What is Digital Forensics? | BCS

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Network forensics refers to the investigation and analysis of incoming/outgoing network traffic in a typical computer network in the event of a cyber incident, such as threat hunting and incident response).

In most criminal cases, the probability that a mobile device has been used is high, but knowing how to store and extract data from mobile devices and then analyze the evidence is difficult due to a few factors, including because the data can be very volatile. Mobile devices are available in many models produced by various manufacturers and may have different operating systems.

Therefore, in a typical mobile forensics case, the forensic investigator should have knowledge about that specific mobile device before beginning the investigation – otherwise, a simple mistake can jeopardize the investigation and prevent the case from coming to fruition. be taken to court because of inadmissible evidence.

In recent years, IoT devices are increasingly used in daily life, creating more and more digital evidence. However, the process of forensic investigation in an IoT environment is challenging due to the nature of technologies such as RFID, sensors, and cloud computing.

Some of these challenges relate to ambiguity in data location, data acquisition, data volatility, and lack of forensic tools. An example of IoT devices being used in criminal activities is the use of drones to smuggle drugs through prison or for terrorist activities.

Open source intelligence (OSINT) can support circumstantial evidence investigations by allowing investigators to gather publicly available data. However, using OSINT effectively can be difficult.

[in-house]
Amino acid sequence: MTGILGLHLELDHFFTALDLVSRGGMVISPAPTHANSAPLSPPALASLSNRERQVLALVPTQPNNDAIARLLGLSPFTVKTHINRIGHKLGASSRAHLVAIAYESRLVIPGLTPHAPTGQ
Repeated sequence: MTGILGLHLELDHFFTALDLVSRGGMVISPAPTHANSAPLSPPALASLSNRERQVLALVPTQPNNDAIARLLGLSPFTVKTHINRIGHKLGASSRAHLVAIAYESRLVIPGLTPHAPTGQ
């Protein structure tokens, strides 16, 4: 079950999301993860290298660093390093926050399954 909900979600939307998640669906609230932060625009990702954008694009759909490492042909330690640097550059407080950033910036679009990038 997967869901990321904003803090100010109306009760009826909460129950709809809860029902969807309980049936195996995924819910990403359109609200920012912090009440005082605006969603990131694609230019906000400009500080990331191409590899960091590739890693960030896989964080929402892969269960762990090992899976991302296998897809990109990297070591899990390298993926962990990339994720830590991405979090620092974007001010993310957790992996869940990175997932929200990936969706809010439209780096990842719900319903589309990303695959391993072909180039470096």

Digital forensic tools

There are many digital forensics tools developed by researchers or vendors to help forensic practitioners, some of which are well known. It is important to mention that digital forensic examiners are required to validate their findings; therefore, it is common to use more than one tool to find the evidence.

For example, Magnet’s Cellebrite Physical Analyzer and Internet Evidence Finder (IEF) software are used in mobile forensics. However, IEF is a well-known software for social media and online surveys. CPA and IEF are also used in IoT forensics because many IoT devices are configured per mobile application.

One of the best open source tools for forensic investigations is Autopsy, which can be used on Windows and Linux platforms. Encase and FTK are mainly used for the analysis of hard drives in computer forensics. In order to conduct forensic memory analysis, the tool of choice for many forensic examiners would be Volatility and Redline.

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Poster competition

Participate in the Cybercrime Forensics Specialist Group Poster Contest 2022. The theme of this contest is to produce a poster on: “Cybercrime Forensic Issues and Future Developments”. The contest ends on July 13, 2022.

Learn more about the competition

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